Scotch tape. Unhealthful?
February 19, 2007 7:14 PM   Subscribe

What is the nature of adhesives in adhesive tape? I have a regional bigwig who suggests that our use of double-faced tape should be discontinued because the adhesive contains sugars that might host bacteria. These tapes anchor seasonal / promotional tags to regular food service signage.
posted by namret to Health & Fitness (10 answers total) 1 user marked this as a favorite
More details on the type of tape?
posted by Tacos Are Pretty Great at 8:08 PM on February 19, 2007

You list three type of tape here:
1. Scotch tape. (clear, thin, one-sided)
2. adhesive tape. (opaque, fabricky, white, used to hold gauze pads onto wounds)
3. double-sided tape. (there are two kinds I know: clear, thin; and opaque, white, puffy - 1 mm thick)

One thing to try would be to go to the website of the tape manufacturer (for example, 3M, who make Scotch tape). They may have Material Safety Data Sheets (MSDSs) for their products, which might say what the adhesives are. But they will almost certainly have a customer phone number that you can call and ask if the tape is rated safe for use in food service environments.
posted by LobsterMitten at 8:14 PM on February 19, 2007

Call the manufacturer, as LobsterMitten suggests. The chemical companies that make adhesives (3M, Dupont, Dow, BASF, etc) absolutely have MSDSs for their materials. I would start with 3M.
posted by janell at 8:17 PM on February 19, 2007

Use archival-quality tape then -- it can't contain any sugars, since that would ruin the "archivalness" of it (encouraging microbes/bugs = not good for archives).

...I have no idea if normal tape contains sugars (I doubt it), but archival tape won't.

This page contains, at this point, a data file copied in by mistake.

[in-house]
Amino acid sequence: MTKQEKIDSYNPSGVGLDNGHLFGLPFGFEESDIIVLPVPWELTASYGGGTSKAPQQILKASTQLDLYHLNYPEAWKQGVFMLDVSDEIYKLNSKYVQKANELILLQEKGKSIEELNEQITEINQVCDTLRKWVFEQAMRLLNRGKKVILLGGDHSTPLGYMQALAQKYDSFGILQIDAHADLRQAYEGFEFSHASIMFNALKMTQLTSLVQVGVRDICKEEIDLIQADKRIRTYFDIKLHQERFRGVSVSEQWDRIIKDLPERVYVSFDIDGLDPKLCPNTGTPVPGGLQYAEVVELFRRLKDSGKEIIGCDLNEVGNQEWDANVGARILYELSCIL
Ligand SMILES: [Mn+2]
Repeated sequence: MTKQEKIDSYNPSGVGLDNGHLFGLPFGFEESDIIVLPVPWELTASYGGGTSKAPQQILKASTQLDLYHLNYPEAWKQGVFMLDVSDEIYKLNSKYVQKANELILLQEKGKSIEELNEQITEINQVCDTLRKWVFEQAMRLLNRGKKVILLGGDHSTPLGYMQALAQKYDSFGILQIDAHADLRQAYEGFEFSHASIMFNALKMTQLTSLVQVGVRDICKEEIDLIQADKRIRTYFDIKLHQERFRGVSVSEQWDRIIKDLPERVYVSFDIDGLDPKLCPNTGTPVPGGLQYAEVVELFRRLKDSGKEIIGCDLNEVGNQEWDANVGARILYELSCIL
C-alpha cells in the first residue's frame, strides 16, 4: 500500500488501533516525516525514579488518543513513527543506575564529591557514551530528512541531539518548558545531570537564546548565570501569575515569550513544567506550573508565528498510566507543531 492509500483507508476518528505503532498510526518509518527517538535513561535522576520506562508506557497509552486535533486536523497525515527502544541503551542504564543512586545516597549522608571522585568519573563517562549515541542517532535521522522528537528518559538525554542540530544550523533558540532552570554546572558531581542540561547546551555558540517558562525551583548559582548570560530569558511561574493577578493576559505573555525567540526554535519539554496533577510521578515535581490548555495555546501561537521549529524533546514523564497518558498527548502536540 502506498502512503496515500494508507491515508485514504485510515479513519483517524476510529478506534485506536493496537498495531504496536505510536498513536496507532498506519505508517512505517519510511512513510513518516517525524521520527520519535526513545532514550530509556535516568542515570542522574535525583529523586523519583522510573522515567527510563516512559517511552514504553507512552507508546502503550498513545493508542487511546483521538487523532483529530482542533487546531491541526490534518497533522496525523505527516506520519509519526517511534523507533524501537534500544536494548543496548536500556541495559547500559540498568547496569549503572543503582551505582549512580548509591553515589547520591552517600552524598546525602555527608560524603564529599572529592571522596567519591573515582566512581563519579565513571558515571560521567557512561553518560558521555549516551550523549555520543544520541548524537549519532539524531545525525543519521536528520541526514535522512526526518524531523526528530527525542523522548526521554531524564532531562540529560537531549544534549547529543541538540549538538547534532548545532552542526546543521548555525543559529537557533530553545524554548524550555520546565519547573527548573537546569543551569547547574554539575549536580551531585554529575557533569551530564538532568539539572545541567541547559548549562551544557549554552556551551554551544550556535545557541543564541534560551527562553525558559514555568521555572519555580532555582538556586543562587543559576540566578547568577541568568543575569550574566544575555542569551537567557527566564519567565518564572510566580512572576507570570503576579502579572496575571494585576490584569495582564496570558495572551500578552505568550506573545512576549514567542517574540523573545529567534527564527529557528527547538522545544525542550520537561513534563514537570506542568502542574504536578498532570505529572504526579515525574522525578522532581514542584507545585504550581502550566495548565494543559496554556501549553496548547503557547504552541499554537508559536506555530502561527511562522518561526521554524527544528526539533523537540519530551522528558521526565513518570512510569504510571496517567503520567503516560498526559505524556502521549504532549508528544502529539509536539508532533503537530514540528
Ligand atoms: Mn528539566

posted by aramaic at 8:17 PM on February 19, 2007

I'm not sure what specific adhesive you're using, but this MSDS lists the ingredients of 3M (presumably the basic Scotch, dated 1985) adhesive tape as:

1 Pressure sensitive acrylic adhesive
2 Neoprene
3 Polyethylene
4 Silicone coated paper liner

None of which seem like they would sustain life very well (plastics). In the scientific literature, I found some mention of a modified forms of these polymers (Polyethylene glycol) which can be metabolized by bacteria, but a terminal alcohol group needs to be present.

I think your signs are safe, although I'm not sure if the ingredients I found are the same as in the product that you're using. If your boss is really concerned, google brings up a few (mostly silicone-based) food-grade adhesives. Most of them are liquid/caulk form, though, instead of double-stick tape.
posted by twoporedomain at 8:18 PM on February 19, 2007

Your regional bigwig has probably heard third-hand about bacteria on double-sided tape being an issue in hospitals.

I'm going to go out on a limb here and guess than unless people are licking your food service signage (or stealing the tape to secure their catheters) your use of double-sided tape isn't a danger.

Still, as others have said, calling the manufacturer will give you much better information.
posted by stefanie at 8:20 PM on February 19, 2007

I wanted to point out that most people aren't aware that there are bacteria on everything. Even "sterile" instruments in an operating theater aren't completely free of bacteria; they just have a lot fewer than normal stuff.

Bacteria are a normal part of our environment. Or at least many kinds are. Some are dangerous but the vast majority are somewhere between benign and beneficial.

"OMG Bacteria!" is the sign of someone who's been reading alarmist literature.

[There's been a rise in the rate of asthma among young people in the last few decades. One theory is that it's the result of excessive use of disinfectants in home cleaning products. As a result, the kids' immune systems aren't being routinely challenged, and when they finally do react they over-respond.]
posted by Steven C. Den Beste at 8:47 PM on February 19, 2007

Contact 3M. Don't ask them, "What is the nature of adhesives in adhesive tape?" Ask them, "I'm running a grocery store, and I need to use double-backed tape in close proximity to food products. I'm worried about bacterial growth in the adhesive. Which of your products is correct for this job?"

They'll tell you, you'll buy some, and you'll be done.
posted by ikkyu2 at 9:13 PM on February 19, 2007

Once again ikkyu2 has it...listen to him.
posted by mmascolino at 5:52 AM on February 20, 2007

Thanks to all. Since we seem to stock only 3M double-faced Scotch brand tape, I have emailed 3M with the question and will follow up with a phone call this week. Requesting the MSDS is also a fantastic idea.
posted by namret at 4:37 PM on February 20, 2007

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